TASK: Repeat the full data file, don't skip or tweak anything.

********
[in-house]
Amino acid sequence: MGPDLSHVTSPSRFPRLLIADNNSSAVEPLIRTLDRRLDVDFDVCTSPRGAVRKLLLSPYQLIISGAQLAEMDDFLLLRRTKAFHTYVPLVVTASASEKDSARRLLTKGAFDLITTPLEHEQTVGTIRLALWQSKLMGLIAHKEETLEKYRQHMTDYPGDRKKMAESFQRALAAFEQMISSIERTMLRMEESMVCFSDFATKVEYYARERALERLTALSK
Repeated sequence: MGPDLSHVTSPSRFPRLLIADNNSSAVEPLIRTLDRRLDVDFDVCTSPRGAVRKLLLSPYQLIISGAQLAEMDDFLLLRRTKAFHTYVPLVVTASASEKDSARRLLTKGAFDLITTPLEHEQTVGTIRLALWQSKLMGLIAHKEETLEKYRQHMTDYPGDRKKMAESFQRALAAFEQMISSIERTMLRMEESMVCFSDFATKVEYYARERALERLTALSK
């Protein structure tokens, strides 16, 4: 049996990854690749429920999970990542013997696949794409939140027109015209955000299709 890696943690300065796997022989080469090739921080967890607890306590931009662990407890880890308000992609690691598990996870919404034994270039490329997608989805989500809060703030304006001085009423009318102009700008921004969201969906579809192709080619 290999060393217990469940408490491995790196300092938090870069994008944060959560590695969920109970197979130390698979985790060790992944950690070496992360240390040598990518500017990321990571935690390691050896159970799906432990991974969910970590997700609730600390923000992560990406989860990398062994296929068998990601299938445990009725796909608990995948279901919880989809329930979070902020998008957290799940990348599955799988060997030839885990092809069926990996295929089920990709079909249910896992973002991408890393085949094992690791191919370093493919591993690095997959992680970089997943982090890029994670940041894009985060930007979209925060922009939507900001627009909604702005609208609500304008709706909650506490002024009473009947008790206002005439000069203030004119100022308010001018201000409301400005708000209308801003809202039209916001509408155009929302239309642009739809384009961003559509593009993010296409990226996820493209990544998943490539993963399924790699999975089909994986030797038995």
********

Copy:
[in-house]
Amino acid sequence: MGPDLSHVTSPSRFPRLLIADNNSSAVEPLIRTLDRRLDVDFDVCTSPRGAVRKLLLSPYQLIISGAQLAEMDDFLLLRRTKAFHTYVPLVVTASASEKDSARRLLTKGAFDLITTPLEHEQTVGTIRLALWQSKLMGLIAHKEETLEKYRQHMTDYPGDRKKMAESFQRALAAFEQMISSIERTMLRMEESMVCFSDFATKVEYYARERALERLTALSK
Repeated sequence: MGPDLSHVTSPSRFPRLLIADNNSSAVEPLIRTLDRRLDVDFDVCTSPRGAVRKLLLSPYQLIISGAQLAEMDDFLLLRRTKAFHTYVPLVVTASASEKDSARRLLTKGAFDLITTPLEHEQTVGTIRLALWQSKLMGLIAHKEETLEKYRQHMTDYPGDRKKMAESFQRALAAFEQMISSIERTMLRMEESMVCFSDFATKVEYYARERALERLTALSK
């Protein structure tokens, strides 16, 4: 049996990854690749429920999970990542013997696949794409939140027109015209955000299709 890696943690300065796997022989080469090739921080967890607890306590931009662990407890880890308000992609690691598990996870919404034994270039490329997608989805989500809060703030304006001085009423009318102009700008921004969201969906579809192709080619 290999060393217990469940408490491995790196300092938090870069994008944060959560590695969920109970197979130390698979985790060790992944950690070496992360240390040598990518500017990321990571935690390691050896159970799906432990991974969910970590997700609730600390923000992560990406989860990398062994296929068998990601299938445990009725796909608990995948279901919880989809329930979070902020998008957290799940990348599955799988060997030839885990092809069926990996295929089920990709079909249910896992973002991408890393085949094992690791191919370093493919591993690095997959992680970089997943982090890029994670940041894009985060930007979209925060922009939507900001627009909604702005609208609500304008709706909650506490002024009473009947008790206002005439000069203030004119100022308010001018201000409301400005708000209308801003809202039209916001509408155009929302239309642009739809384009961003559509593009993010296409990226996820493209990544998943490539993963399924790699999975089909994986030797038995």